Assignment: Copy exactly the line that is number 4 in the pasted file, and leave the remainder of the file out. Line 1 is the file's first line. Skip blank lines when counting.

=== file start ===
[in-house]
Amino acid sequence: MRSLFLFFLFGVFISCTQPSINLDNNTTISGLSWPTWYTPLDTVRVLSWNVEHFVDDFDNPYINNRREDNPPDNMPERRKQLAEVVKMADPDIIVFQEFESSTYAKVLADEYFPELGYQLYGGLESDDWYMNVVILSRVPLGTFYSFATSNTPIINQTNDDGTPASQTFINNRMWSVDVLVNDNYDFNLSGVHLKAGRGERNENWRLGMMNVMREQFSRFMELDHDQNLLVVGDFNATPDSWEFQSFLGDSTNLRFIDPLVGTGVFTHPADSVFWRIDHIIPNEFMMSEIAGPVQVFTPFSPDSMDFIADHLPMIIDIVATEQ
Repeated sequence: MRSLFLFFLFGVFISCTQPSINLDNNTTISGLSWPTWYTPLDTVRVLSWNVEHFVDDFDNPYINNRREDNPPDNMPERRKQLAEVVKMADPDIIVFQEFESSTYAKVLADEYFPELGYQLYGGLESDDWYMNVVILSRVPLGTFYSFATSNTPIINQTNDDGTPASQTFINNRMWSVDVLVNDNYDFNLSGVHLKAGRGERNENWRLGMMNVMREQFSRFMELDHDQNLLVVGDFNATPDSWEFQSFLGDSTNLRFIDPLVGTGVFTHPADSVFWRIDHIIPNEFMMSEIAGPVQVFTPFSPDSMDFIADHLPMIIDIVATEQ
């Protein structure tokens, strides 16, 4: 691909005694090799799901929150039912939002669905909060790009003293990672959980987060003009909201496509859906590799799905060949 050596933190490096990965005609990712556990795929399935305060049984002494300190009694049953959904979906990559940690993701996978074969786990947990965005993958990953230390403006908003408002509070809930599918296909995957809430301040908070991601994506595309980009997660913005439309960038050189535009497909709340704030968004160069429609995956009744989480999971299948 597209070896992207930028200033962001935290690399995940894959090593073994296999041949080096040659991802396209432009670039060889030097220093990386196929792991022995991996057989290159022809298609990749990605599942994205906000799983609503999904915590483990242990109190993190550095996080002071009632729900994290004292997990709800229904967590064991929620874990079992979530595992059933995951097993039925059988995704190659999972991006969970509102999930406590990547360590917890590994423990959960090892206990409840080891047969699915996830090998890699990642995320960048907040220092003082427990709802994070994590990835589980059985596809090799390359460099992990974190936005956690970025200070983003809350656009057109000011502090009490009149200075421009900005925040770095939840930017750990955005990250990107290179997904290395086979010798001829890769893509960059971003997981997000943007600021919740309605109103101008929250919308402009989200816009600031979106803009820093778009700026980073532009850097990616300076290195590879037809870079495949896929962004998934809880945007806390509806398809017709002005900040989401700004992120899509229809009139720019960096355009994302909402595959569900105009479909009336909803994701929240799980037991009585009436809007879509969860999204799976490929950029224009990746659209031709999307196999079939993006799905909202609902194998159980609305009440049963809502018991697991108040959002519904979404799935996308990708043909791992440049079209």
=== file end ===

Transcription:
């Protein structure tokens, strides 16, 4: 691909005694090799799901929150039912939002669905909060790009003293990672959980987060003009909201496509859906590799799905060949 050596933190490096990965005609990712556990795929399935305060049984002494300190009694049953959904979906990559940690993701996978074969786990947990965005993958990953230390403006908003408002509070809930599918296909995957809430301040908070991601994506595309980009997660913005439309960038050189535009497909709340704030968004160069429609995956009744989480999971299948 597209070896992207930028200033962001935290690399995940894959090593073994296999041949080096040659991802396209432009670039060889030097220093990386196929792991022995991996057989290159022809298609990749990605599942994205906000799983609503999904915590483990242990109190993190550095996080002071009632729900994290004292997990709800229904967590064991929620874990079992979530595992059933995951097993039925059988995704190659999972991006969970509102999930406590990547360590917890590994423990959960090892206990409840080891047969699915996830090998890699990642995320960048907040220092003082427990709802994070994590990835589980059985596809090799390359460099992990974190936005956690970025200070983003809350656009057109000011502090009490009149200075421009900005925040770095939840930017750990955005990250990107290179997904290395086979010798001829890769893509960059971003997981997000943007600021919740309605109103101008929250919308402009989200816009600031979106803009820093778009700026980073532009850097990616300076290195590879037809870079495949896929962004998934809880945007806390509806398809017709002005900040989401700004992120899509229809009139720019960096355009994302909402595959569900105009479909009336909803994701929240799980037991009585009436809007879509969860999204799976490929950029224009990746659209031709999307196999079939993006799905909202609902194998159980609305009440049963809502018991697991108040959002519904979404799935996308990708043909791992440049079209």